Does the gender of the interviewer effect the response rate, interview and the results obtained?
Many researchers have investigated the effect that interviewers’ gender has on research, this paper seeks to examine if there is an effect and how relevant that effect is. It will draw on academic papers, business examples and a case study.
Hyman et al (1954) were one of the first to examine the effect gender-of-the interviewer has on the interview process; they found respondents replied differently to male and female researchers. Since then there has been an abundance of research in the field, much of the research is based on and argues that gender-of-interviewer effects are evident on, topics related specifically to feminism, politics and other sensitive issues. This paper will analyse the research and apply it to a case study. With the main aim to determine if the gender-of-interview affects all interview areas or whether it is topic specific.
It is important to understand what is meant by interviewer effects; interviewer errors are expected to occur differently in every interview whereas interviewer effects refers to a specific interviewer characteristic i.e. gender (Dijkstra 1983). Interviewer effects look at how interviewer variance can bias the results of research.
The case study being looked at took place in Oldham, it was a consultancy project investigating participation rates of food waste recycling, with the main objective to increase participation rates. The methodology used was semi-structured interviews and drop off questionnaires. The interviewers were made up of two women and three men. Researchers went out in pairs, for safety reasons, the researchers went out in four pairings, three pairs made up by a women and male interviewer and the final pairing was comprised of two male researchers. Due to time constraints and the nature of the work this case study was unable to talk to residents about their impression of interviewer-gender-effects. However all interviewers were interviewed extensively by the author of this paper, to grasp their view of the effect gender had. The main topics covered were response rates, lengths of interviews and results obtained.
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Does the gender-of-interviewer affect response rate?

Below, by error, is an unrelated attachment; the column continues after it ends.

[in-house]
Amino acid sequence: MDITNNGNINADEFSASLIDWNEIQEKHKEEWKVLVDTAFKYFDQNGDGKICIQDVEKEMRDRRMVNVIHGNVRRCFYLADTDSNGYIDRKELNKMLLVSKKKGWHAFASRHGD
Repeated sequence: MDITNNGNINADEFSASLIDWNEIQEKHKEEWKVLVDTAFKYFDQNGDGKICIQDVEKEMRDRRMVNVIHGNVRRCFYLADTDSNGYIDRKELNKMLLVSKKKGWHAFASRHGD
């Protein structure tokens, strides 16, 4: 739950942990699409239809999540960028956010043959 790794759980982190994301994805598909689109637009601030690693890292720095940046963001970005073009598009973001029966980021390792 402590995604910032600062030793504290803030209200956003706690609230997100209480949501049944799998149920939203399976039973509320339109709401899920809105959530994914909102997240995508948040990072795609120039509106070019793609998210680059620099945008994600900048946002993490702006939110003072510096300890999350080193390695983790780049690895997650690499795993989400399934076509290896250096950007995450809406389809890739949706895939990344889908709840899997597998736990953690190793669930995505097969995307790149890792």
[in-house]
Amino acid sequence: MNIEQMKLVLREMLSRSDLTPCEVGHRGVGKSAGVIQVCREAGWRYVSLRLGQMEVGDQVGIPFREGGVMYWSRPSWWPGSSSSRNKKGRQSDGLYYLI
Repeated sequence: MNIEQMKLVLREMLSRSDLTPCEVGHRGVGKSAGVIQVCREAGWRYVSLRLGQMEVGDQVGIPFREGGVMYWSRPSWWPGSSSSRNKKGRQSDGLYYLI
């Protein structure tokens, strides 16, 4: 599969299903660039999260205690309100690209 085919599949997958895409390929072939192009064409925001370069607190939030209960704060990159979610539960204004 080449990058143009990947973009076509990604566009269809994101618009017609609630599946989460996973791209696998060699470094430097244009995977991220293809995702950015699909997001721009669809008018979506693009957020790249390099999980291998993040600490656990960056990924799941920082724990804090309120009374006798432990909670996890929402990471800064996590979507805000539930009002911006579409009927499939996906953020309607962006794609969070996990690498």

Gender can affect the response rate; Smith (1972) suggests that women are less likely to invite men interviewers into their home explaining that it is due to the perceived ‘danger’, this argues Smith can be an issue for male interviewers conducting research. When looking at the Oldham Case study this was evident, the response rate for the mixed paring had a higher response rate to the male only pairing. The mixed pairings had a response rate average of ? and the male only pairing had a response rate average of ¼. This is backed up by Dommeyer (2008) whose study examined how using a photo in the cover letter of a drop off questionnaire effects responses. Female interviewers prove to obtain a higher response rate. His research found that rivalling the gender was only productive if they were female. Bean and Medewitz (1988) had similar results when sending out cover letters with a female signature; a higher response rate was produced than when a male signature was used 35% and 26% response rate respectively. Moreover, Catonia et al (1996) experiments found that on a phone interview when respondents were given the opportunity to request a gender 82%, of women and 72% of male respondents did request with the majority selecting a female, suggesting that respondents prefer female interviewers. When interviewed, ‘Keith’ from the Oldham case study expressed: “Sandra seemed to get a higher response rate then I did, we quickly realised this and Sandra became the interviewer and I the scriber”. Johnson and Delamater (1976) discuss, whilst looking at response rates in sex surveys, the effect gender has on respondents agreeing to be interviewed. They argue that the gender of the interviewer can have a substantial effect on response levels; attributing it to the type of survey suggesting that if they are embarrassed about the topic being discussed they may be less likely to opt to participate, especially with someone from the opposite gender. In the Oldham case study this can be compared to respondents who do not participate in recycling and are therefore are less likely to agree to be interviewed, however the gender of the interviewer is unlikely to make a difference there. Benny et al (1956) notes that male interviewers gain fewer responses to female interviewers and most of these are from female respondents.